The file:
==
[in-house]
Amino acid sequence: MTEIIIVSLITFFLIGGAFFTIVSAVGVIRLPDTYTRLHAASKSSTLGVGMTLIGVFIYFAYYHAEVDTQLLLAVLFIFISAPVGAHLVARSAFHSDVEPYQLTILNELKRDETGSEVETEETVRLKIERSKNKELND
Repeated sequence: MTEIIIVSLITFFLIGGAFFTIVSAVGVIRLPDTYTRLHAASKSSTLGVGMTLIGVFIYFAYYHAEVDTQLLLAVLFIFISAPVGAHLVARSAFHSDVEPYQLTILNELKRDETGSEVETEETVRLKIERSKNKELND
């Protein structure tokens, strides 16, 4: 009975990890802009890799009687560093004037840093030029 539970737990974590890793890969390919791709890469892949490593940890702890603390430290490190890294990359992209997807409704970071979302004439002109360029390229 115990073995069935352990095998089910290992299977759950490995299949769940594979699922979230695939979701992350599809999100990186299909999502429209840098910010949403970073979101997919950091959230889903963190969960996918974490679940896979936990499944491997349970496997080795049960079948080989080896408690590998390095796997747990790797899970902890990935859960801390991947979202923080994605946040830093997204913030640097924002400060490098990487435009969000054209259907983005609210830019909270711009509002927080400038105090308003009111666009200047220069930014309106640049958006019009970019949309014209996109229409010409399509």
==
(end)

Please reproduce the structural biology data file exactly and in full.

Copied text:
[in-house]
Amino acid sequence: MTEIIIVSLITFFLIGGAFFTIVSAVGVIRLPDTYTRLHAASKSSTLGVGMTLIGVFIYFAYYHAEVDTQLLLAVLFIFISAPVGAHLVARSAFHSDVEPYQLTILNELKRDETGSEVETEETVRLKIERSKNKELND
Repeated sequence: MTEIIIVSLITFFLIGGAFFTIVSAVGVIRLPDTYTRLHAASKSSTLGVGMTLIGVFIYFAYYHAEVDTQLLLAVLFIFISAPVGAHLVARSAFHSDVEPYQLTILNELKRDETGSEVETEETVRLKIERSKNKELND
């Protein structure tokens, strides 16, 4: 009975990890802009890799009687560093004037840093030029 539970737990974590890793890969390919791709890469892949490593940890702890603390430290490190890294990359992209997807409704970071979302004439002109360029390229 115990073995069935352990095998089910290992299977759950490995299949769940594979699922979230695939979701992350599809999100990186299909999502429209840098910010949403970073979101997919950091959230889903963190969960996918974490679940896979936990499944491997349970496997080795049960079948080989080896408690590998390095796997747990790797899970902890990935859960801390991947979202923080994605946040830093997204913030640097924002400060490098990487435009969000054209259907983005609210830019909270711009509002927080400038105090308003009111666009200047220069930014309106640049958006019009970019949309014209996109229409010409399509």